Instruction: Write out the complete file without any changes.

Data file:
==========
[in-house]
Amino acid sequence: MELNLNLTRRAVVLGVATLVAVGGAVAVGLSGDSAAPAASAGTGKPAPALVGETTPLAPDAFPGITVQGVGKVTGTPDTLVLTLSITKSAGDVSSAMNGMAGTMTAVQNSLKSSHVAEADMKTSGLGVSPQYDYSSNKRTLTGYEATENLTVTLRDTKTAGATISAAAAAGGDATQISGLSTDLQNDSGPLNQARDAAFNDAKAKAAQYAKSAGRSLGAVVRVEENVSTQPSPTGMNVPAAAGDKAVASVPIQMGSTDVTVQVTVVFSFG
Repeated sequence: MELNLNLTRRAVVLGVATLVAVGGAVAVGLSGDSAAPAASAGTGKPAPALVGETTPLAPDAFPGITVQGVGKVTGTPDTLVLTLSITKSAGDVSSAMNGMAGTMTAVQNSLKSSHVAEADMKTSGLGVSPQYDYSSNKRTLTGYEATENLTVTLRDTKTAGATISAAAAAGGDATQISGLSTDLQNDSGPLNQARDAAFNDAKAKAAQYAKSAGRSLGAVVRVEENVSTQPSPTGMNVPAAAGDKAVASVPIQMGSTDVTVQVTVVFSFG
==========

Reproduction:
[in-house]
Amino acid sequence: MELNLNLTRRAVVLGVATLVAVGGAVAVGLSGDSAAPAASAGTGKPAPALVGETTPLAPDAFPGITVQGVGKVTGTPDTLVLTLSITKSAGDVSSAMNGMAGTMTAVQNSLKSSHVAEADMKTSGLGVSPQYDYSSNKRTLTGYEATENLTVTLRDTKTAGATISAAAAAGGDATQISGLSTDLQNDSGPLNQARDAAFNDAKAKAAQYAKSAGRSLGAVVRVEENVSTQPSPTGMNVPAAAGDKAVASVPIQMGSTDVTVQVTVVFSFG
Repeated sequence: MELNLNLTRRAVVLGVATLVAVGGAVAVGLSGDSAAPAASAGTGKPAPALVGETTPLAPDAFPGITVQGVGKVTGTPDTLVLTLSITKSAGDVSSAMNGMAGTMTAVQNSLKSSHVAEADMKTSGLGVSPQYDYSSNKRTLTGYEATENLTVTLRDTKTAGATISAAAAAGGDATQISGLSTDLQNDSGPLNQARDAAFNDAKAKAAQYAKSAGRSLGAVVRVEENVSTQPSPTGMNVPAAAGDKAVASVPIQMGSTDVTVQVTVVFSFG